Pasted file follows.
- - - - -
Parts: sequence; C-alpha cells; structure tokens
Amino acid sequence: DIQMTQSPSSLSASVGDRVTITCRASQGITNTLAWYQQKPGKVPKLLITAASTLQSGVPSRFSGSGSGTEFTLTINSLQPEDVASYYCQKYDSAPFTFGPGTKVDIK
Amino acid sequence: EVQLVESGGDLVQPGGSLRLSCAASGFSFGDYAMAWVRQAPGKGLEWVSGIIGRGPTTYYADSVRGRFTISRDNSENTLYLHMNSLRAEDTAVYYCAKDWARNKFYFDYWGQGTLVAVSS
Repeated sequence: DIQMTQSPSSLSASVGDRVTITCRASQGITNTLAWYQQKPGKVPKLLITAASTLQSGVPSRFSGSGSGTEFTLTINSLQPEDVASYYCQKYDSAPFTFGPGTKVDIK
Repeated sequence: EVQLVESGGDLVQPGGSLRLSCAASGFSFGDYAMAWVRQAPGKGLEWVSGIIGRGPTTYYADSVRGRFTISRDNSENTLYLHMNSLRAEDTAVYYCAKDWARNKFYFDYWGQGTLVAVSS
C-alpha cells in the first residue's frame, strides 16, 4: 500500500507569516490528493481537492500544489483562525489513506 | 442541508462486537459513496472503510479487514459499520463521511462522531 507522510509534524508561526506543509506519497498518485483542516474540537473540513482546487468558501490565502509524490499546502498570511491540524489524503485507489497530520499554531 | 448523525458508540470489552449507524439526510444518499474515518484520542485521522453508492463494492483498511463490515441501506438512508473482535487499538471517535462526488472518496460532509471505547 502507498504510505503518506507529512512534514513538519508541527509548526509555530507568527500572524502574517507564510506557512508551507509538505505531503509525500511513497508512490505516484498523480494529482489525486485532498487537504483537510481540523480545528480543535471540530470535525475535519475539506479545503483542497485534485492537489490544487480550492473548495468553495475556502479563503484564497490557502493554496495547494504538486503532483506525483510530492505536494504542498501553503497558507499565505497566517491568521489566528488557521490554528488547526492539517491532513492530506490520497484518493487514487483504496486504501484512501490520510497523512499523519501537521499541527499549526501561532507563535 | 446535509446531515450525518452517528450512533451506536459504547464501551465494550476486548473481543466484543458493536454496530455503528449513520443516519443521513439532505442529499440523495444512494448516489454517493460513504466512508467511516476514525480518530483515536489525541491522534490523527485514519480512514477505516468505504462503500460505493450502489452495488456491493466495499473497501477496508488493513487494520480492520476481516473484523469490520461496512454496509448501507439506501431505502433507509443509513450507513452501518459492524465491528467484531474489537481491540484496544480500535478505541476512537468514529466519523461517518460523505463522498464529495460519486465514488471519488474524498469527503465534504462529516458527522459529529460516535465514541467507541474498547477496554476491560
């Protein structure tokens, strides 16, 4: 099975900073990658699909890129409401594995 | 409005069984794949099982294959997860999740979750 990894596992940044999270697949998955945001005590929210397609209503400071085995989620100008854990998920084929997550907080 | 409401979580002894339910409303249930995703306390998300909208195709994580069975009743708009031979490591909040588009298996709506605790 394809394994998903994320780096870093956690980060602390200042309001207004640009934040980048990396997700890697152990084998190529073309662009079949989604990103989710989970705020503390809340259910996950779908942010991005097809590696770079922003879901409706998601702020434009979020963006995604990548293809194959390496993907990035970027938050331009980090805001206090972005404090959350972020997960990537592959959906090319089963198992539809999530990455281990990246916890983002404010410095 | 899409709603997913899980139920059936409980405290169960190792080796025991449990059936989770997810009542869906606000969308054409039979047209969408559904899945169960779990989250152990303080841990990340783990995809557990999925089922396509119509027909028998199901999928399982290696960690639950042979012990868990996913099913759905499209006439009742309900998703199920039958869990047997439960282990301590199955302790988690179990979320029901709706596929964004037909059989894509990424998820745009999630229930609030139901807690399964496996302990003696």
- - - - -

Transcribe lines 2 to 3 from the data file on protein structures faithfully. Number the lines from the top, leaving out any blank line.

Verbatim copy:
Amino acid sequence: DIQMTQSPSSLSASVGDRVTITCRASQGITNTLAWYQQKPGKVPKLLITAASTLQSGVPSRFSGSGSGTEFTLTINSLQPEDVASYYCQKYDSAPFTFGPGTKVDIK
Amino acid sequence: EVQLVESGGDLVQPGGSLRLSCAASGFSFGDYAMAWVRQAPGKGLEWVSGIIGRGPTTYYADSVRGRFTISRDNSENTLYLHMNSLRAEDTAVYYCAKDWARNKFYFDYWGQGTLVAVSS